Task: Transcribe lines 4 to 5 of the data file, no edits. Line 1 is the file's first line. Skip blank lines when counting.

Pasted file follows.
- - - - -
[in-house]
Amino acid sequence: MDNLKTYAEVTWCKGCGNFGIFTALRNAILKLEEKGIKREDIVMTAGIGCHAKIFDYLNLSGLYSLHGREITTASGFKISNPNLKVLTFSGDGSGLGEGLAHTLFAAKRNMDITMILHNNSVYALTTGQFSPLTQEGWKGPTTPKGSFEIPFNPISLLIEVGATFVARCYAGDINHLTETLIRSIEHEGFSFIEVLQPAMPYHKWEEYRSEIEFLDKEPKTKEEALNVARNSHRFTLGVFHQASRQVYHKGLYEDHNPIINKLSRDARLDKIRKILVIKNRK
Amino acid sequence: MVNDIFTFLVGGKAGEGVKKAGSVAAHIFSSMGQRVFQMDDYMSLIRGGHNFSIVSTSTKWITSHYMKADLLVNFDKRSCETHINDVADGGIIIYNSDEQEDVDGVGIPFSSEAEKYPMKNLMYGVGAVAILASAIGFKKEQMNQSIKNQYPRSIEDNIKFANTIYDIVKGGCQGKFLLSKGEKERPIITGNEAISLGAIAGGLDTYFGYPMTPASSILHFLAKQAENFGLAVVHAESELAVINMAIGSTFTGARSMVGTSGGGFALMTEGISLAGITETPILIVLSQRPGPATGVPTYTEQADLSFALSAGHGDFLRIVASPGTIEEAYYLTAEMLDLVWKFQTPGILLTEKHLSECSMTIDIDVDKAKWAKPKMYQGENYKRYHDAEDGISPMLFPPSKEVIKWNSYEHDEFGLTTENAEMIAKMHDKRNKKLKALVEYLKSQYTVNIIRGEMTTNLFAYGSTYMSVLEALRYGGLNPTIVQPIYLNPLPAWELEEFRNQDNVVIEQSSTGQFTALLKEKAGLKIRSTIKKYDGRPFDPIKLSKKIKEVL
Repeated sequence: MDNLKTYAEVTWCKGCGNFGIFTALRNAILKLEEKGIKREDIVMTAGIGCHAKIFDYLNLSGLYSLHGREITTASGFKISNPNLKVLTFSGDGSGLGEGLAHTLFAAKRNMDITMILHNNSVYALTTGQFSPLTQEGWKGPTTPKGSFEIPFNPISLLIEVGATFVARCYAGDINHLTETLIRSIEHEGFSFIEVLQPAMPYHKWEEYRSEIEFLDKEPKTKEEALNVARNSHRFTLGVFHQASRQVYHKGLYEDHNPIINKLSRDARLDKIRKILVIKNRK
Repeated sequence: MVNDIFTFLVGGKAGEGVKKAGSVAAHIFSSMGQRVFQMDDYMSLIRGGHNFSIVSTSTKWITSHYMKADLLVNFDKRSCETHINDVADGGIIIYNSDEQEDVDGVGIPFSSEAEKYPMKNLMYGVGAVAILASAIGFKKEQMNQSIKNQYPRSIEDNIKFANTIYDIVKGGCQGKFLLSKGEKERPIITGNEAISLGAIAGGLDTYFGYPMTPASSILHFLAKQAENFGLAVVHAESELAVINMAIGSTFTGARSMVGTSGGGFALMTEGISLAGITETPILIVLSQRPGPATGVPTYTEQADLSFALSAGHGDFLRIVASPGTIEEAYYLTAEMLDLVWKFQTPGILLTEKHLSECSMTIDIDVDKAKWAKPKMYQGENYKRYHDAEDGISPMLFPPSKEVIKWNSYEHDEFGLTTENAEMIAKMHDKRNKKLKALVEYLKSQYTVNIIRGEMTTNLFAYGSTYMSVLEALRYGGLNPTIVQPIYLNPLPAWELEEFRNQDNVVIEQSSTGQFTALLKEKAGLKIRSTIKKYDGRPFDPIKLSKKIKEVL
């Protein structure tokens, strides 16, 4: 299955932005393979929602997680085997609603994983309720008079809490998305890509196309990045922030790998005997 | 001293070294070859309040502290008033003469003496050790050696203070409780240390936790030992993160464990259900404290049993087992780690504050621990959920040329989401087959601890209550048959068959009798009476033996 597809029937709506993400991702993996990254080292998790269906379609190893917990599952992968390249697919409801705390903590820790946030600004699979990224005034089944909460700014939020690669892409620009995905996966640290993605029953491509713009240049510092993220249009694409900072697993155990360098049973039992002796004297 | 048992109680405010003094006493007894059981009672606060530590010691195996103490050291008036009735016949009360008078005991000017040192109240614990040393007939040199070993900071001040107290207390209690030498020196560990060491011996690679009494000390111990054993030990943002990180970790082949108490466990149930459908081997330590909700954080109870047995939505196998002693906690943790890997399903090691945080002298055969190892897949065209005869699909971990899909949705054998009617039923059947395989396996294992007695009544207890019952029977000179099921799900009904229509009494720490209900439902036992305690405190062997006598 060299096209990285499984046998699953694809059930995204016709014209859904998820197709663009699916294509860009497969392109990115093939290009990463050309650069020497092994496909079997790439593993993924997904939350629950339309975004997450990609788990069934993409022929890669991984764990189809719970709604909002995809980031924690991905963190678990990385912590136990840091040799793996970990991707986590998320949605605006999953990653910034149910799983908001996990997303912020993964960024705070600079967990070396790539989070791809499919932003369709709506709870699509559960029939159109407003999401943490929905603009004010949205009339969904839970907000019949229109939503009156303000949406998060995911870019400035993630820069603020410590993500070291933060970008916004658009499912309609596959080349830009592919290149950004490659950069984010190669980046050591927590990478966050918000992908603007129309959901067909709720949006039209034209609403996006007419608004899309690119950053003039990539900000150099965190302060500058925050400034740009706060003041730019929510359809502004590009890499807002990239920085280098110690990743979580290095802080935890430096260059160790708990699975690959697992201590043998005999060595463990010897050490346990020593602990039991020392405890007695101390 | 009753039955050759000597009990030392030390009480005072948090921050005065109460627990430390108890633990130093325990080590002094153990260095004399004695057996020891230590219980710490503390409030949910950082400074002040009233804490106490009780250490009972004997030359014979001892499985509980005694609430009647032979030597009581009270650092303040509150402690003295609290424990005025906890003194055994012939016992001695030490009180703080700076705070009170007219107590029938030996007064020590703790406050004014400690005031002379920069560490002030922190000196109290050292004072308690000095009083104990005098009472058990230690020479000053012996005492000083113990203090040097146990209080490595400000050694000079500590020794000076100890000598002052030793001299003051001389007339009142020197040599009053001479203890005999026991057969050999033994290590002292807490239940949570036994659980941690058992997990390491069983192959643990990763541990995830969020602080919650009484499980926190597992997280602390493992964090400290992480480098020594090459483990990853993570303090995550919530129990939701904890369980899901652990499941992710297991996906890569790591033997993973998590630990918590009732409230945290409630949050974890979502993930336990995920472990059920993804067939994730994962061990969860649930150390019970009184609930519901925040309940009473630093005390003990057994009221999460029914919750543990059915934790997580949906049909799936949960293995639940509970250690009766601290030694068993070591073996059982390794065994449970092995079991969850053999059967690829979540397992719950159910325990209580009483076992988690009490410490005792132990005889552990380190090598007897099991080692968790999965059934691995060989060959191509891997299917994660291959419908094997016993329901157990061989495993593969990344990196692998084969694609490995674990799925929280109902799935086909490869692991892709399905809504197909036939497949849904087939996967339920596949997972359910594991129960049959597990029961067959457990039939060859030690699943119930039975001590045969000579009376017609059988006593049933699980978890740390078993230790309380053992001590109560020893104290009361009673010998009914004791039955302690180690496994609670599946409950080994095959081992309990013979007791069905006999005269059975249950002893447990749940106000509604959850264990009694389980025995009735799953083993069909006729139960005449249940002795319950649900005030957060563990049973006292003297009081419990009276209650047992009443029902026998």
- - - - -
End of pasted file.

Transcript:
Repeated sequence: MDNLKTYAEVTWCKGCGNFGIFTALRNAILKLEEKGIKREDIVMTAGIGCHAKIFDYLNLSGLYSLHGREITTASGFKISNPNLKVLTFSGDGSGLGEGLAHTLFAAKRNMDITMILHNNSVYALTTGQFSPLTQEGWKGPTTPKGSFEIPFNPISLLIEVGATFVARCYAGDINHLTETLIRSIEHEGFSFIEVLQPAMPYHKWEEYRSEIEFLDKEPKTKEEALNVARNSHRFTLGVFHQASRQVYHKGLYEDHNPIINKLSRDARLDKIRKILVIKNRK
Repeated sequence: MVNDIFTFLVGGKAGEGVKKAGSVAAHIFSSMGQRVFQMDDYMSLIRGGHNFSIVSTSTKWITSHYMKADLLVNFDKRSCETHINDVADGGIIIYNSDEQEDVDGVGIPFSSEAEKYPMKNLMYGVGAVAILASAIGFKKEQMNQSIKNQYPRSIEDNIKFANTIYDIVKGGCQGKFLLSKGEKERPIITGNEAISLGAIAGGLDTYFGYPMTPASSILHFLAKQAENFGLAVVHAESELAVINMAIGSTFTGARSMVGTSGGGFALMTEGISLAGITETPILIVLSQRPGPATGVPTYTEQADLSFALSAGHGDFLRIVASPGTIEEAYYLTAEMLDLVWKFQTPGILLTEKHLSECSMTIDIDVDKAKWAKPKMYQGENYKRYHDAEDGISPMLFPPSKEVIKWNSYEHDEFGLTTENAEMIAKMHDKRNKKLKALVEYLKSQYTVNIIRGEMTTNLFAYGSTYMSVLEALRYGGLNPTIVQPIYLNPLPAWELEEFRNQDNVVIEQSSTGQFTALLKEKAGLKIRSTIKKYDGRPFDPIKLSKKIKEVL